Many Christians share the belief that the Islamic shrines must be destroyed and that a Jewish Temple must and will be rebuilt – very soon. But this won’t be a museum replica of the one king Solomon built or be just another attraction for pilgrims to the Holy Land. No, this Temple will be built for one purpose and one purpose only – for bloody animal sacrifices, and lots of them.
What is the case for rebuilding the Jewish Temple? Does the Bible predict such an event? If so, where and how it might be built? What does the New Testament say on the subject? What are the implications for Christians should the Jewish Temple be rebuilt? Continue reading
The film, “The Stones Cry Out” is being shown at Christ Church, Virginia Water, on Saturday 8th February at 7:30pm. Refreshments will be served from 7:00pm.
Yasmine Perni, the producer, will be with us and answer questions after the film is shown and Troubedor, singer and song writer, Garth Hewitt will be singing songs of Palestine.
The Stones Cry Out gives a detailed account of the historical, cultural, and political place occupied by Christians in the recent history of the Palestinian nation, and in its struggle against colonialism.
Covering a broad sweep of history, from 1948 to the present day, Yasmine’s documentary includes interviews with preeminent leaders, scholars, and activists, and conveys some of the very specific challenges faced by Christians living in Palestine today.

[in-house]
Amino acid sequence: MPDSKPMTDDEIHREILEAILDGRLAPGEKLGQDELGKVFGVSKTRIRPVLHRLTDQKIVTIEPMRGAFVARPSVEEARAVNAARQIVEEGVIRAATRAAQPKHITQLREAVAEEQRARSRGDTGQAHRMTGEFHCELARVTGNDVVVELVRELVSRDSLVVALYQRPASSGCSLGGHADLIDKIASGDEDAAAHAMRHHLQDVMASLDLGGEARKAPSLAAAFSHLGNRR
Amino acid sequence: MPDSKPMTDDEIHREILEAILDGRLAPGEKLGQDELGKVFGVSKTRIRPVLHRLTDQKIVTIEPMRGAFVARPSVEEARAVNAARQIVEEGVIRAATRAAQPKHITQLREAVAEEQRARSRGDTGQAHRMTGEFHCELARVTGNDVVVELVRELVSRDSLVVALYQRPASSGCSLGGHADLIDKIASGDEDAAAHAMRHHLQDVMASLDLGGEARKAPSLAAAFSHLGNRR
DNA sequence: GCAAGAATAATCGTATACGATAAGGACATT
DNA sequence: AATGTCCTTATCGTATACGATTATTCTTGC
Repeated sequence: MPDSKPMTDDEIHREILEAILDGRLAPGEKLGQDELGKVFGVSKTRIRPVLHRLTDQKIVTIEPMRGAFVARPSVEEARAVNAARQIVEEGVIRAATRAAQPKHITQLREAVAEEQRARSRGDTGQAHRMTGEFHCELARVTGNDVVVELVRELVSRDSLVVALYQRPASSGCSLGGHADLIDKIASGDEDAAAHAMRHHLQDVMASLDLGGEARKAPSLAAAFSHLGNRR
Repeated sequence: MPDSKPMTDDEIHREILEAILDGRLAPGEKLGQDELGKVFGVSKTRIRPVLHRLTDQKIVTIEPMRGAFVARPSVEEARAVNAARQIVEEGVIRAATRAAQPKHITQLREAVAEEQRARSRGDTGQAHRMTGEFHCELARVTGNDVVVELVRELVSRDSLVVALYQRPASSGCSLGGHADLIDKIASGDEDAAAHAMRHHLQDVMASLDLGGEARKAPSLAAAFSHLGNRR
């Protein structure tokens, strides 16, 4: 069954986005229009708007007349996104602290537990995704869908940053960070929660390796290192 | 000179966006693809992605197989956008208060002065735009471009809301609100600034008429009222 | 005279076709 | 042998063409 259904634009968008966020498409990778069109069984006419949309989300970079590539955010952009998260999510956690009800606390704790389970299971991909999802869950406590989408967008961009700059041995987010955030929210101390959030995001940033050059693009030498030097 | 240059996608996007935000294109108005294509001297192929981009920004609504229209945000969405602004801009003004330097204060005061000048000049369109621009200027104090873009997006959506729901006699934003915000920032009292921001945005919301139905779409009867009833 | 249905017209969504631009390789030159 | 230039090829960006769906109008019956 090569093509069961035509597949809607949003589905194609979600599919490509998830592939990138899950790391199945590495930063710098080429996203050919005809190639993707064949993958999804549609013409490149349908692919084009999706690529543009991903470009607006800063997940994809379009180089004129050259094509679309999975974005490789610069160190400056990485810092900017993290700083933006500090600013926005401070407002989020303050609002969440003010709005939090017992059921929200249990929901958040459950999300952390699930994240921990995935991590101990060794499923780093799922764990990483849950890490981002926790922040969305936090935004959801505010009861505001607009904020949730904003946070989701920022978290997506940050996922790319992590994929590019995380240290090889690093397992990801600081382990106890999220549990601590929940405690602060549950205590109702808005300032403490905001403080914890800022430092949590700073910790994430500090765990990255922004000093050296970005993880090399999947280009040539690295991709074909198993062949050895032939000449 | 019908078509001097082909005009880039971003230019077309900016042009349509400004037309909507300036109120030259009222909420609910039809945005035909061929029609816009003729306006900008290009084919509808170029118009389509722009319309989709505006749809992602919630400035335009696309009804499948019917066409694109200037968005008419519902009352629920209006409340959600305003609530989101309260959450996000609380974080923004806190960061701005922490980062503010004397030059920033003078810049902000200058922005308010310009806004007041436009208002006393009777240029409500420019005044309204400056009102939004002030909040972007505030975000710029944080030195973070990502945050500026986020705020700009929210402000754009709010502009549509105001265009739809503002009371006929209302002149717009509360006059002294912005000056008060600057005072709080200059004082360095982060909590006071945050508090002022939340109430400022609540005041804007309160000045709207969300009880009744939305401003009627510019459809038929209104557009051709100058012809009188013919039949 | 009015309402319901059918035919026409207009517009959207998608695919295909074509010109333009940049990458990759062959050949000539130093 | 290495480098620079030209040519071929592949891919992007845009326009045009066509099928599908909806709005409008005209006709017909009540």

Watch the trailer with Archbishop Elias Chacour here
There is no charge or tickets, but a retiring collection will be taken to help cover Yasmine’s travel expenses.
The Israeli government and a variety of Zionist organisations have long been pouring huge resources into “hasbara,” meaning “advocacy” or “propaganda” in Hebrew. This involves both promoting a positive image of Israel and hounding and intimidating those they say are guilty of the “new anti-Semitism,” which amounts in practice to any criticism of Israeli policies and actions.
The bodies involved in this hasbara campaign range from the immensely powerful American Israel Public Affairs Committee (AIPAC) to internet-based organisations such as Honest Reporting, BBC Watch and the Jewish Internet Defence Force, and poisonous personal blogs.